Warming Up: 6 Tips for the First 2 Minutes of an Interview
Too Early Bird
Everyone knows not to be late for an interview. But recruiters say arriving early is just as bad-in fact, showing up even ten minutes ahead of time may irritate them. Why? You will interrupt whatever they're doing ("Ms. Jenkins, your next appointment is here."), which can sow a seed of resentment. It also sends a message: You're an amateur, both overeager and over-worried about being late. Arrive no more than five minutes before the interview. If you find yourself there earlier than that, look for a bench outside or grab a cup of coffee.
Take the Trash Out
Don't bring your coffee cup into the interview. The same goes for that blueberry muffin.
When speaking with the recruiter's assistant, use her name. A simple, respectful "Thanks, Denise" could mean a kind word from Denise to her boss later.
Be prepared for the potentially awkward moment when you and the recruiter walk into a conference room for the interview and there are more than two chairs. If she hasn't yet taken a seat, rest your hand on one of the chairs and ask, "Is this a good place for me to sit?"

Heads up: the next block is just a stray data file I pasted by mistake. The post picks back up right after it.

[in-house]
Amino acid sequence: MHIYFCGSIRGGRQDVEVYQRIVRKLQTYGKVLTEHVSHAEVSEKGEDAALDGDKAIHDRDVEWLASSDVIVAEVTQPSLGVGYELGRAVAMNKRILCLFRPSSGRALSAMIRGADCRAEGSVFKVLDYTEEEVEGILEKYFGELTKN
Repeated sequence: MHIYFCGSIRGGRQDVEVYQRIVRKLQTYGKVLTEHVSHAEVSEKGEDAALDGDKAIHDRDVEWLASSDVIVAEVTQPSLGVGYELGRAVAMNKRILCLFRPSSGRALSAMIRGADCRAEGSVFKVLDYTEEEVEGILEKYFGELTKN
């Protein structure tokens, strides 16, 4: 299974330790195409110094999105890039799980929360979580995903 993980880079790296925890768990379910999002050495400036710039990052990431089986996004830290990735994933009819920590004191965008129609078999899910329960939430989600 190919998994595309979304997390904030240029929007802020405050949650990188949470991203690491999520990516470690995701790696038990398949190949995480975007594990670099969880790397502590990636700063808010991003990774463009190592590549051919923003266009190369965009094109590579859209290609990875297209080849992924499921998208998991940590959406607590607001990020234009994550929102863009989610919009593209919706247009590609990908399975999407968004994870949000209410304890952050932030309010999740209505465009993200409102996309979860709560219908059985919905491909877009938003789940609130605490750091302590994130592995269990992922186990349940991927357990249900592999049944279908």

The interviewer may well kick things off with the dreaded "Tell me about yourself." But since your best overall MO is to release information about yourself in strategic deployments throughout the interview, resist the urge to dump it all at once. Now's the time to give a one- to two-minute pitch that summarizes your responsibilities at your last job and the reason you're pursuing this position.
Family photos can be great conversation starters-if you choose your comments wisely. You: "Your mother has a great smile." Him: "That's my wife." Don't make assumptions.
This article is from the winter 2010 issue of Jungle Campus. See the e-zine here.